If an employer in the corona pandemic has to close his company for a longer period of time due to a state-mandated "lockdown", he does not bear the risk of loss of work (operational risk).
In particular, the company is then not obliged to pay employees any remuneration.
The fifth senate at the Federal Labor Court (Erfurt) clarified this highly controversial question in labor law on Wednesday.
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Various instance courts, such as the regional labor court (LAG) Düsseldorf or Lower Saxony, had previously affirmed the operational risk on the part of the employer.
As the BAG explained, it was the first revision in connection with the corona pandemic.
State must stand up
It is up to the state to compensate for the financial disadvantages caused by the sovereign intervention to combat the pandemic, according to the explanatory memorandum. This was partly done with easier access to short-time work benefits. Insofar as such - as in the case of the plaintiff as a marginal part-time worker - is not guaranteed, this is due to loopholes in the social security regulatory system. “However, no labor law payment obligation on the part of the employer can be derived from the lack of subsequent claims,” emphasized the BAG judges (Ref .: 5 AZR 211/21).
In the original case, a woman from Bremen worked as a mini-jobber for 432 euros a month as a saleswoman in a sewing machine and accessories store. The Free Hanseatic City of Bremen closed the shop in April 2020, referring to the Corona general decree of March 23, 2020. The woman could no longer work and received no remuneration. In German labor law, the principle applies: without work, there is no wage. With reference to Section 615 of the German Civil Code - which grants a wage claim in the event of default in acceptance - the employees nevertheless demanded their remuneration. The closure of the company due to the "lockdown" is a case of the operational risk to be borne by the defendant as an employer.
On the other hand, the dealer defended himself in the lower court without success.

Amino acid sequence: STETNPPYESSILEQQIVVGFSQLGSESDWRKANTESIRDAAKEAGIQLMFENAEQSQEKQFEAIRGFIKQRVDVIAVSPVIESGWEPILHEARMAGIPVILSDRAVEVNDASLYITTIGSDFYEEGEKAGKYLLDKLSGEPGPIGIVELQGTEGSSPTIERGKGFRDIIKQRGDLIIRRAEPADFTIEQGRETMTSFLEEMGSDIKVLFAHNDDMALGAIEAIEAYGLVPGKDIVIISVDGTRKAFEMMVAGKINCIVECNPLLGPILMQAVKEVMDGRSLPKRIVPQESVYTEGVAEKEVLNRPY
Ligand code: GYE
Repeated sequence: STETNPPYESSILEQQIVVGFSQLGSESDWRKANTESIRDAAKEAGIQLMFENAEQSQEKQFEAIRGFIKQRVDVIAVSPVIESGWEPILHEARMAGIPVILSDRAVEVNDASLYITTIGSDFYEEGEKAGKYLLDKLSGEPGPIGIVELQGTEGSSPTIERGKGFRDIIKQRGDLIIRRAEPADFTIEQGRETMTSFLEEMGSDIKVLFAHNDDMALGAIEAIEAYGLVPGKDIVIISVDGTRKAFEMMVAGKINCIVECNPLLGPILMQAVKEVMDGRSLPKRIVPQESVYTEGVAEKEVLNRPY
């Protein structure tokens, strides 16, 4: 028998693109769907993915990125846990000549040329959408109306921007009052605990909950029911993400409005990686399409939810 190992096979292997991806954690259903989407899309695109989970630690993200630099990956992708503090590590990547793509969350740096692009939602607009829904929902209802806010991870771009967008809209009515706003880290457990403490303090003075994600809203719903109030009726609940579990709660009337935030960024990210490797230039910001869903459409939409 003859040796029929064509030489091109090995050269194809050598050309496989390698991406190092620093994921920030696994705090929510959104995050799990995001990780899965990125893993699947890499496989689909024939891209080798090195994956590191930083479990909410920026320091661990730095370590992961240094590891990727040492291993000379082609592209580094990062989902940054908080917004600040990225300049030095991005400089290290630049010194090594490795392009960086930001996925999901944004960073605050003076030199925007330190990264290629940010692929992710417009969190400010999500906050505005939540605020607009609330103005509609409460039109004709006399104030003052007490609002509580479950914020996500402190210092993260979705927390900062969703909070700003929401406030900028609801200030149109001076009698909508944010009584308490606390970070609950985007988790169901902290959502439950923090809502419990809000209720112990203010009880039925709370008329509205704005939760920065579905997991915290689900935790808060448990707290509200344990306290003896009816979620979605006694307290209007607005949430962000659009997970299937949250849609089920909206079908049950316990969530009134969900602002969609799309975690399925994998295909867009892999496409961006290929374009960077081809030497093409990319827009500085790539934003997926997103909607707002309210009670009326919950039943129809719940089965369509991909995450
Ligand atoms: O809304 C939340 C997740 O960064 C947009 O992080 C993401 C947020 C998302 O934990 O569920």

Now the Erfurt judges overturned the earlier decision of the Lower Saxony LAG.
In the lockdown, the operational risk created “in a certain company” did not materialize, it said on Wednesday.
Rather, the impossibility of work is the result of a sovereign intervention to combat a dangerous situation that affects society as a whole.
Heavily controversial legal issue
“The decision is of great importance for practice. For companies that do not respond with short-time work, it creates legal certainty and significant financial relief, ”said Wolfgang Lipinski, partner in the business law firm Advant Beiten of the FAZ. This ruling now calls on the legislature to take action when certain groups of workers, such as marginal employees, are exposed to the wage risk shouldn't wear, explains the labor lawyer.
This spring, the Düsseldorf Regional Labor Court saw it differently. It allowed a retired woman to claim wages in a lawsuit against her previous employer. In contrast to the case now decided in Erfurt, the gambling hall affected by the lockdown received state compensation payments for March and April 2020. The employer refused the wages with reference to a case of force majeure. At least in the opinion of the LAG Düsseldorf, this does not exist in the case of the corona pandemic - and even if short-time work has been applied for, the operational risk should remain with the employer. Since March 2020, the employment agencies had supported around 1.3 million companies and around 10 million people with short-time work benefits. More than 40 billion euros had been paid out for this by August 2021.
Important signal for restaurants, hotels and retail
Employment lawyer Nina Hartmann emphasizes the far-reaching effects on certain sectors such as retail, hotel and catering.
"There are numerous employees with 450-euro jobs who are not entitled to short-time work allowance, but at the same time were significantly affected by official company closings," says Hartmann.
In their own words, the verdict came as a surprise to them.
The BAG is opposing the lower courts and other state labor courts, which had affirmed an obligation to continue paying employers in the event of pandemic-related company closings.
"The Federal Labor Court does not follow the opinion of the Federal Ministry of Labor and Social Affairs, which in February 2020 assigned official company closures to the operational risk of employers," emphasizes the partner from the law firm CMS Hasche Sigle.Keywords: federal labor court, revision, company, disadvantages, employer, work, risk, lockdown, judgment, authorities, wage entitlement, employees, state, closure, corona pandemic